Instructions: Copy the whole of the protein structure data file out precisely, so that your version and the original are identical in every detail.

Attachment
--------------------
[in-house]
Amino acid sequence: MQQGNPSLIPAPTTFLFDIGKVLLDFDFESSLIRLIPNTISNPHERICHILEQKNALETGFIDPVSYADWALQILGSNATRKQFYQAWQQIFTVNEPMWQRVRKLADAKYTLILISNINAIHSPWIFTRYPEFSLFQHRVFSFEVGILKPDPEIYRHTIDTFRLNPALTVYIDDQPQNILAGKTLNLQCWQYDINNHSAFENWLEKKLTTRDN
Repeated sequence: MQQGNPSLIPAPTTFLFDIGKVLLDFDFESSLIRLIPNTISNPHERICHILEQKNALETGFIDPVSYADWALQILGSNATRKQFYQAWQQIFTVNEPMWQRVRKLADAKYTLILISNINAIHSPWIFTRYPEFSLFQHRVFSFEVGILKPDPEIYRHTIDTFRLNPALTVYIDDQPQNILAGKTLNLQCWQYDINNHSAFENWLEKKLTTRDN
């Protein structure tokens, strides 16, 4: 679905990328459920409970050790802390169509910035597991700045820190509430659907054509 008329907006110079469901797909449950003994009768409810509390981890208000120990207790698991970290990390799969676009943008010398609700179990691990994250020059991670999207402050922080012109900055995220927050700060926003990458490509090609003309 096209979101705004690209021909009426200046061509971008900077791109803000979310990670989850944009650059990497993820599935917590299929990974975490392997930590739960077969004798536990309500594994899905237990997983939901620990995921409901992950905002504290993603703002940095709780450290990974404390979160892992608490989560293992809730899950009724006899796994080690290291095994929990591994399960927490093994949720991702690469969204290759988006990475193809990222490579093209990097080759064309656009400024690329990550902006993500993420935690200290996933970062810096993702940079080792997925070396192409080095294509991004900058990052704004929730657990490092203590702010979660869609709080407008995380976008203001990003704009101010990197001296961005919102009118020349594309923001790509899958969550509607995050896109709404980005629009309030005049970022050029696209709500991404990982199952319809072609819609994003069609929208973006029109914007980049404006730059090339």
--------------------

[in-house]
Amino acid sequence: MQQGNPSLIPAPTTFLFDIGKVLLDFDFESSLIRLIPNTISNPHERICHILEQKNALETGFIDPVSYADWALQILGSNATRKQFYQAWQQIFTVNEPMWQRVRKLADAKYTLILISNINAIHSPWIFTRYPEFSLFQHRVFSFEVGILKPDPEIYRHTIDTFRLNPALTVYIDDQPQNILAGKTLNLQCWQYDINNHSAFENWLEKKLTTRDN
Repeated sequence: MQQGNPSLIPAPTTFLFDIGKVLLDFDFESSLIRLIPNTISNPHERICHILEQKNALETGFIDPVSYADWALQILGSNATRKQFYQAWQQIFTVNEPMWQRVRKLADAKYTLILISNINAIHSPWIFTRYPEFSLFQHRVFSFEVGILKPDPEIYRHTIDTFRLNPALTVYIDDQPQNILAGKTLNLQCWQYDINNHSAFENWLEKKLTTRDN
């Protein structure tokens, strides 16, 4: 679905990328459920409970050790802390169509910035597991700045820190509430659907054509 008329907006110079469901797909449950003994009768409810509390981890208000120990207790698991970290990390799969676009943008010398609700179990691990994250020059991670999207402050922080012109900055995220927050700060926003990458490509090609003309 096209979101705004690209021909009426200046061509971008900077791109803000979310990670989850944009650059990497993820599935917590299929990974975490392997930590739960077969004798536990309500594994899905237990997983939901620990995921409901992950905002504290993603703002940095709780450290990974404390979160892992608490989560293992809730899950009724006899796994080690290291095994929990591994399960927490093994949720991702690469969204290759988006990475193809990222490579093209990097080759064309656009400024690329990550902006993500993420935690200290996933970062810096993702940079080792997925070396192409080095294509991004900058990052704004929730657990490092203590702010979660869609709080407008995380976008203001990003704009101010990197001296961005919102009118020349594309923001790509899958969550509607995050896109709404980005629009309030005049970022050029696209709500991404990982199952319809072609819609994003069609929208973006029109914007980049404006730059090339």